blending an assortment of thoughts and experiences for my friends, relations and kindred spirit

blending an assortment of thoughts and experiences for my friends, relations and kindred spirit
By Alison Hobbs, blending a mixture of thoughts and experiences for friends, relations and kindred spirits.

Monday, July 11, 2016

Family Day at the music festival

Juxtapositions galore, yesterday. It was the free entry family day of the Music and Beyond festival, held at the university under the ubiquitous red and blue balloons. The organisers had even "planted" flowers in the gardens –– coloured sheet music turned into pinwheels.

Lois Siegel with a young audience
For five hours, musical things were happening both indoors and outdoors. Once the key to unlock the piano keyboard had been found after a 15 minute delay while the organisers hunted for it, I saw the Vienna Trio playing in the Tabaret Hall (see my previous blogpost). Next came four female singers of Tapestry on their third visit to Music and Beyond, each member of the a capella group standing in a corner of the hall to enhance the polyphony before they met together on the stage.  They were singing in Latin: two extracts from a contemporary composition, The Nine Orders of the Angels by Patricia van Ness of Boston. Their middle song was an arrangement of a lullaby from Montenegro, Lyulyala, Lyulyala. In another room on the ground floor I found Lois Siegel of the Fiddle Chicks, entertaining visiting children with a performance on the spoons.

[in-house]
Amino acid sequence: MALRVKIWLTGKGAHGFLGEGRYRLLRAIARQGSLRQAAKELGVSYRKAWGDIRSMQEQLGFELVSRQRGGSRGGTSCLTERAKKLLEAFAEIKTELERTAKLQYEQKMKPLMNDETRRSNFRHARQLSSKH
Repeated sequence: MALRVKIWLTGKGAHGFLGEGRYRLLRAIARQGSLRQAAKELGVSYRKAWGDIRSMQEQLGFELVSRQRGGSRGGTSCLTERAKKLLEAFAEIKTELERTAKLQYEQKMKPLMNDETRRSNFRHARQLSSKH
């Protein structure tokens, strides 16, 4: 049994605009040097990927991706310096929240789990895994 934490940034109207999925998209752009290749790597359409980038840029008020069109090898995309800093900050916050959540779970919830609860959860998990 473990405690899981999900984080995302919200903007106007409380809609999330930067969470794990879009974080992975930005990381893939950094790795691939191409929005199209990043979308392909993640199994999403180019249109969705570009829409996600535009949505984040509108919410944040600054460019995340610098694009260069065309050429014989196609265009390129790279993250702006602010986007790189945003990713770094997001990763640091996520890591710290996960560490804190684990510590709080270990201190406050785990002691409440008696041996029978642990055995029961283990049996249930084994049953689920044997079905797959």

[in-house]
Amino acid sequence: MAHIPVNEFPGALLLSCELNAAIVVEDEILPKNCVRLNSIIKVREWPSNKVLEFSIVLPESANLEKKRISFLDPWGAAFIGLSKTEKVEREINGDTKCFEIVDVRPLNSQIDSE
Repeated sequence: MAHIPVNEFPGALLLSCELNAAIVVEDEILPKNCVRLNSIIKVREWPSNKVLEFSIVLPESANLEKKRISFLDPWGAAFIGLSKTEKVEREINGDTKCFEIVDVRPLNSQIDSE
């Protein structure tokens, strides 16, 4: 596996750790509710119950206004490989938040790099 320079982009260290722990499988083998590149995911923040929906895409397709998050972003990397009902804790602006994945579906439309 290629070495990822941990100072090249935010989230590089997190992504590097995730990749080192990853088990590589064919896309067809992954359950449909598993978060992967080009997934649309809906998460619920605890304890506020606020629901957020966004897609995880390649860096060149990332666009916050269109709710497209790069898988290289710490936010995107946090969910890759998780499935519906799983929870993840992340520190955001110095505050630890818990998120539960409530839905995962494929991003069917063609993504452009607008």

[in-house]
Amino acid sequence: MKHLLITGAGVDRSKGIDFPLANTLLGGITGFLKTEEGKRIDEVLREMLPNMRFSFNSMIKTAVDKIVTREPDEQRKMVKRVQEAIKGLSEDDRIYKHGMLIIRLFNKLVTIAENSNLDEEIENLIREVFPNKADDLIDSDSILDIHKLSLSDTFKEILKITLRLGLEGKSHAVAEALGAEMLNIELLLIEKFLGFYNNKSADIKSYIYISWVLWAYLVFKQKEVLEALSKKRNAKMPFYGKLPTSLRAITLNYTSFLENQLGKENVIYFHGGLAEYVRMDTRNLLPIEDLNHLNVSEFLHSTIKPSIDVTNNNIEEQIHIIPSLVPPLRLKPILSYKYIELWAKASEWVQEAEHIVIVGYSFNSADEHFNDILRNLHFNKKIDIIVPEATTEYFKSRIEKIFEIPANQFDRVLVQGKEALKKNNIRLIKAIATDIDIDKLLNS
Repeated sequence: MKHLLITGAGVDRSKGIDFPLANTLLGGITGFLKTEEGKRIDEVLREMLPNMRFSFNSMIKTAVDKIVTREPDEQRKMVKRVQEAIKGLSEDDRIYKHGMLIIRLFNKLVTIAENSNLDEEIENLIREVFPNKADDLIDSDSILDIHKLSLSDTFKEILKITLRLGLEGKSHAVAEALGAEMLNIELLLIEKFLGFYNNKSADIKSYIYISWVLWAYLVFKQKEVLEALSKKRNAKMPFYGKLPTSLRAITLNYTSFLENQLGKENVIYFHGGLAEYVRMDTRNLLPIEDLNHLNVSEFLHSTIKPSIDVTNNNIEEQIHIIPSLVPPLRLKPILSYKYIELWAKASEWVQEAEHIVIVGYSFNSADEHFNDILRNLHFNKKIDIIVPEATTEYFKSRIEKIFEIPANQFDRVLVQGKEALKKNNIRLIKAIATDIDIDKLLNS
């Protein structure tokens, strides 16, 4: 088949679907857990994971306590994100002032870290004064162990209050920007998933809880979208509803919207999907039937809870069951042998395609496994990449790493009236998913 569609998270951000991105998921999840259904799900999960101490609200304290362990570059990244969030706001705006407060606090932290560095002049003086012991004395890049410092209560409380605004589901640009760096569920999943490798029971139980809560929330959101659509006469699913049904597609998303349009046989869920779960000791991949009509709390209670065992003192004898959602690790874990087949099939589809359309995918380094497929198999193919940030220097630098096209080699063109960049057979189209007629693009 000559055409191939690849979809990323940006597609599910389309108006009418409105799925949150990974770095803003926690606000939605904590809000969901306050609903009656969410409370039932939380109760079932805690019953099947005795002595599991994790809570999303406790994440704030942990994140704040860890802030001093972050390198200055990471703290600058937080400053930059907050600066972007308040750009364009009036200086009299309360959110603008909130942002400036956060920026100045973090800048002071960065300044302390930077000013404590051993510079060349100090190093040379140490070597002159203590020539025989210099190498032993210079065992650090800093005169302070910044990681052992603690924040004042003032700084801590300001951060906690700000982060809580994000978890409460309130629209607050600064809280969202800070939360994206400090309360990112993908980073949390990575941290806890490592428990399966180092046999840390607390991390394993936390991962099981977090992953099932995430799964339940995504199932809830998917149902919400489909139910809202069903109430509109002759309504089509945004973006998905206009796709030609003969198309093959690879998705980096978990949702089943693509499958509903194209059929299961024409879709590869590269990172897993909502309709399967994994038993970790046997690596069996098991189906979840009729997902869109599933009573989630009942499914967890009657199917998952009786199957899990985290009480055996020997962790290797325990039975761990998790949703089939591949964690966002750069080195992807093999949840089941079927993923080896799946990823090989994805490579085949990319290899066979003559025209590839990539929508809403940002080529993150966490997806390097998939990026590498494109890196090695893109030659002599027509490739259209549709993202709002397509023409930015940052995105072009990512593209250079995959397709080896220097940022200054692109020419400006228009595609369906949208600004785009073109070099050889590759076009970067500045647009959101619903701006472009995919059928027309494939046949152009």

In the auditorium at Perez Hall across the road, I watched a series of displays of Russian dancing, to recorded music. Between dances, a tall young lady in a long, Russian dress sang soulful, Russian art songs. In a lecture hall elsewhere in that building the versatile saxophone quartet "Sax Appeal" played arrangements of Bach, an Irish jig, The Pink Panther and Fly Me To The Moon. I liked their versatility, their trilbies and their sense of humour. Sitting beside me, a boy my grandson's age observed them with rapt attention and answered all their questions.

Families watching outdoor musicians
Outside, in the university grounds, the young audience was watching a gentleman playing a piece called "Old Joe Clark” on a banjo, with a lady dancing: these people were the Celtic Rathskallions. Some of the kids were later allowed to have a go on their banjo and harp. Seven members of the Nepean Panharmonic Steel band were playing outside the Perez Hall and another of the outdoor shows was a complete Balinese gamelan orchestra. Snacks and drinks were on sale, salespeople from a musical instrument shop were allowing children to try out their fiddles, trombones and such, and a van from Ottawa's Bookmobile library fleet was taking the opportunity to advertise its services too.

Celtic Rathskallions with fascinated toddlers watching

In the numerous rehearsal rooms of the Music faculty at the university, a variety of mini-recitals were taking place, which, with the doors open, made rather a cacophony. One was by a third year student of Paul Merleyn, Jaeyoung Chong, on the electric 'cello, playing an extraordinary piece called "Raindrops" that he had composed himself for this instrument, its voice electronically duplicated 18 times. I caught two of Frédéric Lacroix' students giving a performance of a Quilter's lovely song, Come Away Death, the singer a bearded baritone and Evelyn Greenberg accompanying a 'cellist playing Fauré's Après un rêve. This experience was making me decidedly nostalgic, for one reason or another. I heard another young 'cellist playing music my son used to play –– the Swan from Carnival of the Animals, and Squire's lively Tarantella.

On the third and fourth floors, they had more musicians than space, so that some had to play in the corridors or, like the young ensemble Musicalement Fleet (siblings), on violin, harp and 'cello, squeezed into a corner outside the elevator doors. A strings tutor was accompanying much younger children on his 'cello, the little girl wearing face paint but taking her turn very seriously. I was glad to see how well he had taught his pupils to hold their violins.

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